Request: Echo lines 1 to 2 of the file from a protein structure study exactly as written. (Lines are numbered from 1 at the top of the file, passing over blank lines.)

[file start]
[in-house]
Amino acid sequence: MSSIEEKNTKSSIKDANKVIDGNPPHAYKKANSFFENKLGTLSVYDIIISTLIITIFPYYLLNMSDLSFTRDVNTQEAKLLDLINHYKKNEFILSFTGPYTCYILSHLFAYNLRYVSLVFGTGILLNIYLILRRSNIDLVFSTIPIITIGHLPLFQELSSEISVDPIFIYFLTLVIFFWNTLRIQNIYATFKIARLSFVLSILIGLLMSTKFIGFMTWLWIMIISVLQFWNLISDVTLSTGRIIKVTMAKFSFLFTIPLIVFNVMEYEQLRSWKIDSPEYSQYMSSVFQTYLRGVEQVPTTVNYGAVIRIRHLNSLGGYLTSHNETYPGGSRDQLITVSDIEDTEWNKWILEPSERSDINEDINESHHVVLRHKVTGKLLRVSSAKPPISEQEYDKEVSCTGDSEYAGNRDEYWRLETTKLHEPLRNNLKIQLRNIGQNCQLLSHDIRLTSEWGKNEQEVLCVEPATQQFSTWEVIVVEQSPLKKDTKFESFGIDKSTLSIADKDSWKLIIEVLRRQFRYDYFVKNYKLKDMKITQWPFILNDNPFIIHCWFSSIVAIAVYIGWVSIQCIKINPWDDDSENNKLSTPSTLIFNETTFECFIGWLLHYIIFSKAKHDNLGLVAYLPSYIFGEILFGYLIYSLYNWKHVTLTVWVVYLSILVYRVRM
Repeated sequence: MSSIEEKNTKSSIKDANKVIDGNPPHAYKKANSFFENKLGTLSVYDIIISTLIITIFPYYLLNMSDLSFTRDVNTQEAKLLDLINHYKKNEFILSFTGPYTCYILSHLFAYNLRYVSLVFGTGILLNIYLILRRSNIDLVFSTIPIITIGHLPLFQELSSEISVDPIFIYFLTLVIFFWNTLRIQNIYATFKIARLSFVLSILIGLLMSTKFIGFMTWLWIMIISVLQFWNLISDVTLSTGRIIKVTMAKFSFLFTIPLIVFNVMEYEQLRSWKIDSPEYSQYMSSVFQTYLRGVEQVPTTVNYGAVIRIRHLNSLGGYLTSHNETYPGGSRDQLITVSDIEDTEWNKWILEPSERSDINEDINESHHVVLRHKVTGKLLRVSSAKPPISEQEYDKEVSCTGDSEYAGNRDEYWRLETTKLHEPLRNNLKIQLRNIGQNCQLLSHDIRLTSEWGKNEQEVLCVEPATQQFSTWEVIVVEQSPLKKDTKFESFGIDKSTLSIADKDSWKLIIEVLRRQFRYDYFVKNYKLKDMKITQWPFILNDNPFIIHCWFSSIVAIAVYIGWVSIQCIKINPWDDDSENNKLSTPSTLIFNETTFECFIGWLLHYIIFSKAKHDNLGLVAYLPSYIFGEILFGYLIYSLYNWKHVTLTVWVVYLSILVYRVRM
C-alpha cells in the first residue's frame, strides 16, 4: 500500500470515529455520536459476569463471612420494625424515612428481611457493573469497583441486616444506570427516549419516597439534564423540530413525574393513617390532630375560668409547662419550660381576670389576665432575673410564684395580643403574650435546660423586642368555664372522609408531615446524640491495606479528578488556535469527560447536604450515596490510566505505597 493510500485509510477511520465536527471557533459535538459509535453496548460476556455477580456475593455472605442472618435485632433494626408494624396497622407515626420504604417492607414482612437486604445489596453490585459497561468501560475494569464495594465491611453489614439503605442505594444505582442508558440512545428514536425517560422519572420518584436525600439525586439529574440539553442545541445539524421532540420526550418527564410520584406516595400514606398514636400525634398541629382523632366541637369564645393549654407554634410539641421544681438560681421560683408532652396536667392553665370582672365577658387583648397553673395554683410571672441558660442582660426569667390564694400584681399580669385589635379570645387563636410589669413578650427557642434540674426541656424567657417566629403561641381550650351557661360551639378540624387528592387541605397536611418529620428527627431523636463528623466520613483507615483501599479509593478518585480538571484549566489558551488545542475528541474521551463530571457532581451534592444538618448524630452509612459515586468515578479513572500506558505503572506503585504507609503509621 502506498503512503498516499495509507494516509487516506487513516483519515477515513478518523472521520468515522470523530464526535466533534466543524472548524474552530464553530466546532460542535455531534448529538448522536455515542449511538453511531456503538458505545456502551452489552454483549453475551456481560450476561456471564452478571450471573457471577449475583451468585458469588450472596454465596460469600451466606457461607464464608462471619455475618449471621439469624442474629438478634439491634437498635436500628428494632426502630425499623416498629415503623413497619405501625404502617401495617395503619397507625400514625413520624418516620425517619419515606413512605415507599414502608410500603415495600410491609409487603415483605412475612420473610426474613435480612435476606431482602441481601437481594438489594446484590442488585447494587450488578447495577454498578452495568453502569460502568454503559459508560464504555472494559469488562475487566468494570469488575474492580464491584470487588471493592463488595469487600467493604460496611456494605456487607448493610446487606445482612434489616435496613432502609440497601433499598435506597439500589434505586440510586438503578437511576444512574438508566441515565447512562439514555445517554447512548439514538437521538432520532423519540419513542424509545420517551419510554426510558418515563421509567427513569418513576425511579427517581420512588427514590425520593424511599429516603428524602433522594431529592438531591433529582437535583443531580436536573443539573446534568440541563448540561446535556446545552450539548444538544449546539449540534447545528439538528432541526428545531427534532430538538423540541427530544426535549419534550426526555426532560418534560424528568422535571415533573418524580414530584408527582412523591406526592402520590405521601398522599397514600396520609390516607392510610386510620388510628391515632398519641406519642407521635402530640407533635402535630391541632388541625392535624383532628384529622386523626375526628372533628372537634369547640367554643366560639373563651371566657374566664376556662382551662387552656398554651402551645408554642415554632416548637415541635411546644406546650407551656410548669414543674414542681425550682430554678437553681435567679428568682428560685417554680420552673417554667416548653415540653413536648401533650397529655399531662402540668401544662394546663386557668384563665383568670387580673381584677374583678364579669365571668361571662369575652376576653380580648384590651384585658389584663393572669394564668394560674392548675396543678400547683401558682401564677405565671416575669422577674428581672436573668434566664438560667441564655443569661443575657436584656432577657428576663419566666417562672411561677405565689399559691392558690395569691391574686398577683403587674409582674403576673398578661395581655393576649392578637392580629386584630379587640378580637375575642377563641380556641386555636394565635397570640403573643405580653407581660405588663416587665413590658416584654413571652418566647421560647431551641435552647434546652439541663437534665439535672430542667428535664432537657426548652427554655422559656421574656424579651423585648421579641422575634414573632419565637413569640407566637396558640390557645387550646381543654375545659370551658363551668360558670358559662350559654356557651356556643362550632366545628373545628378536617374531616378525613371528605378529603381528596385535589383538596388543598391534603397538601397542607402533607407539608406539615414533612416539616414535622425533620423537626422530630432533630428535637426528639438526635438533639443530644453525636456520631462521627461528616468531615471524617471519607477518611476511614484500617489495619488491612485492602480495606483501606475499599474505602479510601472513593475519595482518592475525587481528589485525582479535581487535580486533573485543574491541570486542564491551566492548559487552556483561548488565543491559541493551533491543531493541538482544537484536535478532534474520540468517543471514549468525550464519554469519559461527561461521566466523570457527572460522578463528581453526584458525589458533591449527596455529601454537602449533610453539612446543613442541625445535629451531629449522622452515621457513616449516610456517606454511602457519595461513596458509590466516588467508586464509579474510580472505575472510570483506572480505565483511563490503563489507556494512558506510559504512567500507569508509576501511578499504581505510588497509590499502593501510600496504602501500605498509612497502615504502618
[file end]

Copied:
[in-house]
Amino acid sequence: MSSIEEKNTKSSIKDANKVIDGNPPHAYKKANSFFENKLGTLSVYDIIISTLIITIFPYYLLNMSDLSFTRDVNTQEAKLLDLINHYKKNEFILSFTGPYTCYILSHLFAYNLRYVSLVFGTGILLNIYLILRRSNIDLVFSTIPIITIGHLPLFQELSSEISVDPIFIYFLTLVIFFWNTLRIQNIYATFKIARLSFVLSILIGLLMSTKFIGFMTWLWIMIISVLQFWNLISDVTLSTGRIIKVTMAKFSFLFTIPLIVFNVMEYEQLRSWKIDSPEYSQYMSSVFQTYLRGVEQVPTTVNYGAVIRIRHLNSLGGYLTSHNETYPGGSRDQLITVSDIEDTEWNKWILEPSERSDINEDINESHHVVLRHKVTGKLLRVSSAKPPISEQEYDKEVSCTGDSEYAGNRDEYWRLETTKLHEPLRNNLKIQLRNIGQNCQLLSHDIRLTSEWGKNEQEVLCVEPATQQFSTWEVIVVEQSPLKKDTKFESFGIDKSTLSIADKDSWKLIIEVLRRQFRYDYFVKNYKLKDMKITQWPFILNDNPFIIHCWFSSIVAIAVYIGWVSIQCIKINPWDDDSENNKLSTPSTLIFNETTFECFIGWLLHYIIFSKAKHDNLGLVAYLPSYIFGEILFGYLIYSLYNWKHVTLTVWVVYLSILVYRVRM